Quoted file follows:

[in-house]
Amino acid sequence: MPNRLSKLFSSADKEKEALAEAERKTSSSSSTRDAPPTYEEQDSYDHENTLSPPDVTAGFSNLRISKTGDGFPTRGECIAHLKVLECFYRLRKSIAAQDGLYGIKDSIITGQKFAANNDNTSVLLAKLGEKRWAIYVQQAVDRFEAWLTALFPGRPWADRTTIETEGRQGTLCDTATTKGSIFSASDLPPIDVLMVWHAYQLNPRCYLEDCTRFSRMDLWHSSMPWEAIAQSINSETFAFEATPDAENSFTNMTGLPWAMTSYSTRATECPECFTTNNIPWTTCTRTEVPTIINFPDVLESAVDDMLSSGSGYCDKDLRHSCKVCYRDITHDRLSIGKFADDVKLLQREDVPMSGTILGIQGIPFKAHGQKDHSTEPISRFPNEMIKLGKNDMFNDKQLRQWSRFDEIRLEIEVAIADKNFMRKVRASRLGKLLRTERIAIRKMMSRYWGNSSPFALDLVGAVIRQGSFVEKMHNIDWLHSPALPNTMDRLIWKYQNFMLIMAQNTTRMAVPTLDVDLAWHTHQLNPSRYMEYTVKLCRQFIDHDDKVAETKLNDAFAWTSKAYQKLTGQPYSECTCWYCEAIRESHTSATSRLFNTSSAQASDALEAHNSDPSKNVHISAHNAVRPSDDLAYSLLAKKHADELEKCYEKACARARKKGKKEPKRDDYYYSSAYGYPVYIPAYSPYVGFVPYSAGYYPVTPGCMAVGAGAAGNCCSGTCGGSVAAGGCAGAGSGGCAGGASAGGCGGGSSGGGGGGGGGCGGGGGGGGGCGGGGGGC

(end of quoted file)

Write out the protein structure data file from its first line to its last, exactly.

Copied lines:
[in-house]
Amino acid sequence: MPNRLSKLFSSADKEKEALAEAERKTSSSSSTRDAPPTYEEQDSYDHENTLSPPDVTAGFSNLRISKTGDGFPTRGECIAHLKVLECFYRLRKSIAAQDGLYGIKDSIITGQKFAANNDNTSVLLAKLGEKRWAIYVQQAVDRFEAWLTALFPGRPWADRTTIETEGRQGTLCDTATTKGSIFSASDLPPIDVLMVWHAYQLNPRCYLEDCTRFSRMDLWHSSMPWEAIAQSINSETFAFEATPDAENSFTNMTGLPWAMTSYSTRATECPECFTTNNIPWTTCTRTEVPTIINFPDVLESAVDDMLSSGSGYCDKDLRHSCKVCYRDITHDRLSIGKFADDVKLLQREDVPMSGTILGIQGIPFKAHGQKDHSTEPISRFPNEMIKLGKNDMFNDKQLRQWSRFDEIRLEIEVAIADKNFMRKVRASRLGKLLRTERIAIRKMMSRYWGNSSPFALDLVGAVIRQGSFVEKMHNIDWLHSPALPNTMDRLIWKYQNFMLIMAQNTTRMAVPTLDVDLAWHTHQLNPSRYMEYTVKLCRQFIDHDDKVAETKLNDAFAWTSKAYQKLTGQPYSECTCWYCEAIRESHTSATSRLFNTSSAQASDALEAHNSDPSKNVHISAHNAVRPSDDLAYSLLAKKHADELEKCYEKACARARKKGKKEPKRDDYYYSSAYGYPVYIPAYSPYVGFVPYSAGYYPVTPGCMAVGAGAAGNCCSGTCGGSVAAGGCAGAGSGGCAGGASAGGCGGGSSGGGGGGGGGCGGGGGGGGGCGGGGGGC